A predictive model of student satisfaction with the medical school learning environment

Acad Med. 1997 Feb;72(2):134-9. doi: 10.1097/00001888-199702000-00021.

Abstract

Purpose: To examine differences in attitudes toward the medical school learning environment among student subgroups based on gender and race-ethnicity, to identify the most influential predictors of student satisfaction with the learning environment, and to create a model of student satisfaction with the learning environment.

Method: Three years of survey data (1992-93 to 1994-95) from first-year students at the University of Michigan Medical School were combined. The total sample consisted of 430 respondents, broken into two sets of subgroups: women (n = 171) and men (n = 259), and whites (n = 239) and underrepresented minorities (n = 74). Asian students were removed from analyses when comparisons were made by race-ethnicity, but were included in the analyses for all students and those comparing men and women. Student's t-tests were used to identify differences between gender and racial-ethnic groups in mean responses to seven survey items, and effect sizes were used to characterize the magnitudes and practical significances of the differences. Forward stepwise regression was conducted to determine the best predictive models for each student subgroup and for the total sample; the subgroup models were compared with each other as well as with the total-sample model.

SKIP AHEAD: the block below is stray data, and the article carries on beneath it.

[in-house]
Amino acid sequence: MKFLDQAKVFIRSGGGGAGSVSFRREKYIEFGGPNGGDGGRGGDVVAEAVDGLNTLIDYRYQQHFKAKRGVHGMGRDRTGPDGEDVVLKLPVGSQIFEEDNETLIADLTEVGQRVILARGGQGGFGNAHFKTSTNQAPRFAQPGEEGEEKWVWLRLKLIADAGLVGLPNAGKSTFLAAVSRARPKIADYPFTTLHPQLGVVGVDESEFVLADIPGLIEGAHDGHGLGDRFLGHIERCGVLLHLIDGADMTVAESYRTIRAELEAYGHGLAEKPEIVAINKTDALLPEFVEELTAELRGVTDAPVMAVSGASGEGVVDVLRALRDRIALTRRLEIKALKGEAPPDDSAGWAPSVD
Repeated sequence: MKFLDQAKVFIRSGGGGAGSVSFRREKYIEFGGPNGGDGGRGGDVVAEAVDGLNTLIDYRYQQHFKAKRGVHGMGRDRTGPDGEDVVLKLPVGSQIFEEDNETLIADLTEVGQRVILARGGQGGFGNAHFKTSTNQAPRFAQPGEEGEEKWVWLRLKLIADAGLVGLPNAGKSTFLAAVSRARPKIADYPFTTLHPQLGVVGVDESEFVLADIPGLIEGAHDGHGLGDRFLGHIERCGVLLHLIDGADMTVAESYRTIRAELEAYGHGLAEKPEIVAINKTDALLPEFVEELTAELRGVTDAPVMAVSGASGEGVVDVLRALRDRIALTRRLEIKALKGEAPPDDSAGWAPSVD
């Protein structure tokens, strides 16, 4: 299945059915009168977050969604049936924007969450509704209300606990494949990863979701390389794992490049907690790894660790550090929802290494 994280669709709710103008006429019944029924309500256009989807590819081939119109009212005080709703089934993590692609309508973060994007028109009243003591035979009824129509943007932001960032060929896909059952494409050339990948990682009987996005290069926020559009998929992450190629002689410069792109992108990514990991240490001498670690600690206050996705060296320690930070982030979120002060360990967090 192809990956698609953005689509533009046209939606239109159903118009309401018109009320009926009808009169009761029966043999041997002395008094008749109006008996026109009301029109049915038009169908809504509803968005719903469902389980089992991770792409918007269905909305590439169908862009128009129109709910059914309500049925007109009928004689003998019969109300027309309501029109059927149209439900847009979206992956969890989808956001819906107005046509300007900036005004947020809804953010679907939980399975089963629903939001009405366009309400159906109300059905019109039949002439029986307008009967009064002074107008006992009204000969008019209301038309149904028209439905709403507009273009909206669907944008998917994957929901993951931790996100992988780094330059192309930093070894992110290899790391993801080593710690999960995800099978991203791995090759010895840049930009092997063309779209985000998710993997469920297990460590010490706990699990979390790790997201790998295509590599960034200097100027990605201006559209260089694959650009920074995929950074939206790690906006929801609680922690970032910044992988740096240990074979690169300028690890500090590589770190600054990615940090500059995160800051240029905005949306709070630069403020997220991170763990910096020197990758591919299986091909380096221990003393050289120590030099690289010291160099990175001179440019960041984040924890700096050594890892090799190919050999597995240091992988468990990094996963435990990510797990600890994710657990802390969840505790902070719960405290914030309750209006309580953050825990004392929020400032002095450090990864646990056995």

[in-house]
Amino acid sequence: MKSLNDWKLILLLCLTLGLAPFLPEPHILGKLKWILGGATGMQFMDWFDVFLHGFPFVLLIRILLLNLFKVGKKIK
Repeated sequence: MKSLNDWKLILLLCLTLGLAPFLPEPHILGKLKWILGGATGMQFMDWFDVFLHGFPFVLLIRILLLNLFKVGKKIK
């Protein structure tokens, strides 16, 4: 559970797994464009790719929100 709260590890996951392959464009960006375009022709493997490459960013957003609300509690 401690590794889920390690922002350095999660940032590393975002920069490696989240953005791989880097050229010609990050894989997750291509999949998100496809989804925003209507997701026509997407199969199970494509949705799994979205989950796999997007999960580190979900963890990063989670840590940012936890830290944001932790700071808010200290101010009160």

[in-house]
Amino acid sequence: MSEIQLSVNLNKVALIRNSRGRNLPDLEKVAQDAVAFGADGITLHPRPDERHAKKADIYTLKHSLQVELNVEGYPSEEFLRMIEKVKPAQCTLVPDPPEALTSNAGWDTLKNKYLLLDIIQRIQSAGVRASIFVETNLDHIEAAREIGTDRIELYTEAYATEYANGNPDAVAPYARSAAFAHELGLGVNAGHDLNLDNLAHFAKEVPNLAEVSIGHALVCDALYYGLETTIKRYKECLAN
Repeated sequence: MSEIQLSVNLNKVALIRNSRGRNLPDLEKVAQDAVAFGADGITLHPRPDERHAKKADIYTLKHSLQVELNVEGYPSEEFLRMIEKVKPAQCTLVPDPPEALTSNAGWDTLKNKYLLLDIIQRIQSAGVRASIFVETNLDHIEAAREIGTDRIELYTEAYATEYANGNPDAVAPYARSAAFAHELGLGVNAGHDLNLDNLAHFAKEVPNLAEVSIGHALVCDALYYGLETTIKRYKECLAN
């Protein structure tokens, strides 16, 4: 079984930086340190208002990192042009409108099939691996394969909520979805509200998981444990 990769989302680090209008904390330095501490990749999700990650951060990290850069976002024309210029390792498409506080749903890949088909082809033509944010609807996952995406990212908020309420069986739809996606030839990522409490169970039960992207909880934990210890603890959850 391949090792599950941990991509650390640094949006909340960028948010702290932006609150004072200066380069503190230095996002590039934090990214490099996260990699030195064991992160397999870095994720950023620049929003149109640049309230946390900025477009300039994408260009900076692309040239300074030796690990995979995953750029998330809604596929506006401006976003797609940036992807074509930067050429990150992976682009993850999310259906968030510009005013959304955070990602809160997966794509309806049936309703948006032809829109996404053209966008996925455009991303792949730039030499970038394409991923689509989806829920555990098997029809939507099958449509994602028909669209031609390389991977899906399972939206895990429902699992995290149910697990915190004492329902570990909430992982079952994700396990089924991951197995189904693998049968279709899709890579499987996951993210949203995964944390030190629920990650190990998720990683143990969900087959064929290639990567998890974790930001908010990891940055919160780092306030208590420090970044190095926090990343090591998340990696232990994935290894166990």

Results: Cross-validation of the gender and race-ethnicity models showed that the men's satisfaction and the women's satisfaction were predicted equally well using either subgroup's model, and that the white students' satisfaction and the underrepresented-minority students' satisfaction were predicted equally well using either subgroup's model. Furthermore, the total-sample model, employing a subset of five predictors, was similar in its predictive power to the subgroup models.

Conclusion: The study's findings suggest that curriculum structure (timely feedback and the promotion of critical thinking) and students' perceptions of the priority faculty place on students' education are prominent predictors of student satisfaction (across all subgroups) with the learning environment. In contrast, students' perceptions of the learning environment as a comfortable place for all gender and racial-ethnic groups, although less prominent predictors of satisfaction, will discriminate among the subgroups.

Publication types

  • Comparative Study

MeSH terms

  • Consumer Behavior*
  • Curriculum
  • Education, Medical*
  • Female
  • Humans
  • Male
  • Minority Groups*
  • Sex Factors
  • Students, Medical / psychology*
  • Surveys and Questionnaires